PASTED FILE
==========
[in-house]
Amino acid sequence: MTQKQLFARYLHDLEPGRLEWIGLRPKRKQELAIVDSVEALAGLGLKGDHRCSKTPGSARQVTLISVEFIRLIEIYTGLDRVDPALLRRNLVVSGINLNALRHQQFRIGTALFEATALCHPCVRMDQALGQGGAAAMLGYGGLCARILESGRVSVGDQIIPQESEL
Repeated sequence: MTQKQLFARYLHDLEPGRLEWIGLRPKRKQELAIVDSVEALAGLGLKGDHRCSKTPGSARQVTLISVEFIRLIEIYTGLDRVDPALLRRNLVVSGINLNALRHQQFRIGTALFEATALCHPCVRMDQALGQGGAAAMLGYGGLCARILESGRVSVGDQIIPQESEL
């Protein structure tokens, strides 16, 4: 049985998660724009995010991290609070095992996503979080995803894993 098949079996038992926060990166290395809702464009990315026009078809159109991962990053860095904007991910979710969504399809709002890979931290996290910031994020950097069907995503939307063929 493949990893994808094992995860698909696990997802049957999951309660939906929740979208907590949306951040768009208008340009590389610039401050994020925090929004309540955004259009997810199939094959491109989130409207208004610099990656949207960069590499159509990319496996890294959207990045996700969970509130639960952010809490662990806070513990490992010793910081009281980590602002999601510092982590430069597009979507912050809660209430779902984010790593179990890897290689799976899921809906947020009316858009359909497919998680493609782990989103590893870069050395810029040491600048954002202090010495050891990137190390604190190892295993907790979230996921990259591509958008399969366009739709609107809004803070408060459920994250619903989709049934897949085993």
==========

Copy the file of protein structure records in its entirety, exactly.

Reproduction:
[in-house]
Amino acid sequence: MTQKQLFARYLHDLEPGRLEWIGLRPKRKQELAIVDSVEALAGLGLKGDHRCSKTPGSARQVTLISVEFIRLIEIYTGLDRVDPALLRRNLVVSGINLNALRHQQFRIGTALFEATALCHPCVRMDQALGQGGAAAMLGYGGLCARILESGRVSVGDQIIPQESEL
Repeated sequence: MTQKQLFARYLHDLEPGRLEWIGLRPKRKQELAIVDSVEALAGLGLKGDHRCSKTPGSARQVTLISVEFIRLIEIYTGLDRVDPALLRRNLVVSGINLNALRHQQFRIGTALFEATALCHPCVRMDQALGQGGAAAMLGYGGLCARILESGRVSVGDQIIPQESEL
């Protein structure tokens, strides 16, 4: 049985998660724009995010991290609070095992996503979080995803894993 098949079996038992926060990166290395809702464009990315026009078809159109991962990053860095904007991910979710969504399809709002890979931290996290910031994020950097069907995503939307063929 493949990893994808094992995860698909696990997802049957999951309660939906929740979208907590949306951040768009208008340009590389610039401050994020925090929004309540955004259009997810199939094959491109989130409207208004610099990656949207960069590499159509990319496996890294959207990045996700969970509130639960952010809490662990806070513990490992010793910081009281980590602002999601510092982590430069597009979507912050809660209430779902984010790593179990890897290689799976899921809906947020009316858009359909497919998680493609782990989103590893870069050395810029040491600048954002202090010495050891990137190390604190190892295993907790979230996921990259591509958008399969366009739709609107809004803070408060459920994250619903989709049934897949085993």